I am a person who appreciates a good slow burn, but I must admit that I’m starting to get frustrated with how slowly The Expanse is unraveling the mystery of what happened to the Scopuli.
Every episode reveals a new piece to the puzzle, but the big picture is still just blobs of color, and as much as I’m paying attention, I still feel like I’m missing things. For example, did Lopez die last episode and it just completely didn’t register with me? Even at the beginning of the episode, when Holden glanced over at him, I didn’t realize he was dead until they talked about having a “dead Martian in the trunk”. Am I really that oblivious? (Don’t answer that.)
One thing about The Expanse is that even though I’m frustrated by the pace at which we’re moving, every episode still serves to move the plot forward. “Back to the Butcher” showed Miller still investigating Julie Mao’s disappearance, even bringing in Octavia when she confronts him about whether or not he’s planning on going after the men who attacked Havelock (short answer seems to be no, even after being provided with their location courtesy of resident OPA Anderson Dawes). Miller learns more about what Julie was like – as in the type of person who would help others at risk to herself – and also discovers a microchip hidden in Julie’s apparently robotic hamster.
Who abducts Miller at the end of the episode isn’t that much of a mystery when it’s immediately followed by a promo for next week’s episode, but I’m still left trying to connect the threads of what we’ve been given. OPA, as voiced by Anderson, wants a Ceres – indeed, an entire Belt – run by Belters because they deserve to have a home just as much as Earthers. So far, all evidence points to them being behind the Scopuli, the Canterbury, and the Donnager…but if there’s anything I have learned about television, it’s that the obvious answer isn’t always the correct one. So then what is going on?
“Back to the Butcher” also provided us with the background we need to know that we may not be able to trust Fred Johnson – the titular ‘butcher’ – while at the same time pushing our intrepid crew in his direction. After all, a man with the nickname “the butcher of Anderson Station” must be a vile person…unless it is this event that pushes him to join the OPA. The flashback, while seemingly unconnected, also shows us more about the situation that the Belters face, and how the other powers (Earth and Mars) feel about them – namely, that they are disposable (also, referring to them as terrorists when by all appearances it was a peaceful protest – eerily emulating current events). I also couldn’t help but wonder if Anderson Station is somehow related to Naomi and her insistence that they couldn’t trust Johnson. She didn’t claim to know him personally, just alluded to knowing men like him. (Yet Amos was still somehow able to convince her to head to Tycho Station anyway.)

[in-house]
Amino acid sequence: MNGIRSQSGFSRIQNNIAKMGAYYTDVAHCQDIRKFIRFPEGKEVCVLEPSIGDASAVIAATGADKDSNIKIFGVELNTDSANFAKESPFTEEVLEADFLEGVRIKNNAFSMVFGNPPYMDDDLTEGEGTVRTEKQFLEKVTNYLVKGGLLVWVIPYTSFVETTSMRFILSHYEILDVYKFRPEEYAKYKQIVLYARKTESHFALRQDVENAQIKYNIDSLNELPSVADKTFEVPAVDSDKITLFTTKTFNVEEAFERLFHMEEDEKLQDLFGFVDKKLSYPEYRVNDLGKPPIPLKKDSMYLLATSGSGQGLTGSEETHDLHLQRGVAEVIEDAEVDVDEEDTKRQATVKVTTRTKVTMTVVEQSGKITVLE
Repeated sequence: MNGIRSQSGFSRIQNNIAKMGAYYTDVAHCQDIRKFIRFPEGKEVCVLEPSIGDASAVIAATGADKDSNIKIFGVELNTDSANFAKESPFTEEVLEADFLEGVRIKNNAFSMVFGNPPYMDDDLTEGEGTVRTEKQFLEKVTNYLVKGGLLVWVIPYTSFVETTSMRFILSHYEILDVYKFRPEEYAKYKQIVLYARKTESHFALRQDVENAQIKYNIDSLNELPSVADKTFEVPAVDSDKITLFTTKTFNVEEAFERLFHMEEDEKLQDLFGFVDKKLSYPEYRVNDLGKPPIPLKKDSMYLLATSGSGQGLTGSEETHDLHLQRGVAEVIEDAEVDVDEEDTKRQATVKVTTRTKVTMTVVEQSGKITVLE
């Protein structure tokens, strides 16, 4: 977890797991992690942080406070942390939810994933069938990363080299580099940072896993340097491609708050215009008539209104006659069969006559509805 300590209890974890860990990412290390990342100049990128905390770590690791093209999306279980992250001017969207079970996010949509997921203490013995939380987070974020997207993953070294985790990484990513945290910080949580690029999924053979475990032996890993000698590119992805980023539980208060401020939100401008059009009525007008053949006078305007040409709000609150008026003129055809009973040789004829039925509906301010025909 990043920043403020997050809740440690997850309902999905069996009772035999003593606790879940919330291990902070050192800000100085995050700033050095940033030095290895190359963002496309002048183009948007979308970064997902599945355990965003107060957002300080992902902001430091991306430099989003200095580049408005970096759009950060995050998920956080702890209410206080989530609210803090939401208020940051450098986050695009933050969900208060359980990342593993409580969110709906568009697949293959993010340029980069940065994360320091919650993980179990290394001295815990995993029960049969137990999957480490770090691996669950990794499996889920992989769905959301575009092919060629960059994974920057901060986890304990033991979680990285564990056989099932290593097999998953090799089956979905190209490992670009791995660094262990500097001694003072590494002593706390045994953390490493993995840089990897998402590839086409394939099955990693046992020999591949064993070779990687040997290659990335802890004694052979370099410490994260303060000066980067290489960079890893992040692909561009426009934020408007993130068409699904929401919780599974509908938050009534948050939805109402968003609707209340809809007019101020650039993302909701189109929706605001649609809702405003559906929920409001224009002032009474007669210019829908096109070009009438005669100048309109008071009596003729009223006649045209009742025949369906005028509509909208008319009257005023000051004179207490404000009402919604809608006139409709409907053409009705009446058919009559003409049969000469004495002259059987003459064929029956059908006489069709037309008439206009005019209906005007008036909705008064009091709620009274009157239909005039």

There was also yet another mention of Phoebe, this time in conjunction with Julie and the Scopuli. Lopez kept interrogating the Cant survivors about Phoebe, and now we learn that what happened to the Scopuli may be related to Phoebe as well.
I think the best thing about “Back to the Butcher” was the little details that may not seem important in the grand scheme of things but inevitably help to flesh out the characters a bit more. For example, Anderson offers to buy Miller a drink and Miller refuses. Does he have a drink at all this episode? Is he seemingly sobering up in order to more fully devote himself to this investigation? What is it about Julie that has him so engrossed in her disappearance? This episode also shows us the Cant survivors just being regular people. Holden’s joy at finding coffee in the commissary of the Rocinante (previously Tachi) mirrored by Amos discovering booze in one of the bunks; Alex gazing at a picture of his family as he sets course for Tycho station, contrasted by Naomi alone in her bunk clearly concerned about their destination.
This is the first episode without Avasarala, and it didn’t suffer for it. I love Avasarala; she’s a badass, but her plotline seems to have stalled already. With her on Earth and nowhere near the action, there doesn’t seem to be much she can do to advance the story, and until she is given a little more depth, I feel like her presence won’t add much to an already stellar show. Give me a little more understanding about her motivations, though, and see how easily I change my tune.
The Expanse does well with its currently unconnected plot threads, but I can tell that once these threads intersect this show is going to be even more amazing. “Back to the Butcher” marks the halfway point for season 1, so we will soon be seeing some payoff. I absolutely can’t wait.
Author: Jamie Sugah
Jamie has a BA in English with a focus in creative writing from The Ohio State University. She self-published her first novel, The Perils of Long Hair on a Windy Day, which is available through Amazon. She is currently an archivist and lives in New York City with her demon ninja vampire cat. She covers television, books, movies, anime, and conventions in the NYC area.
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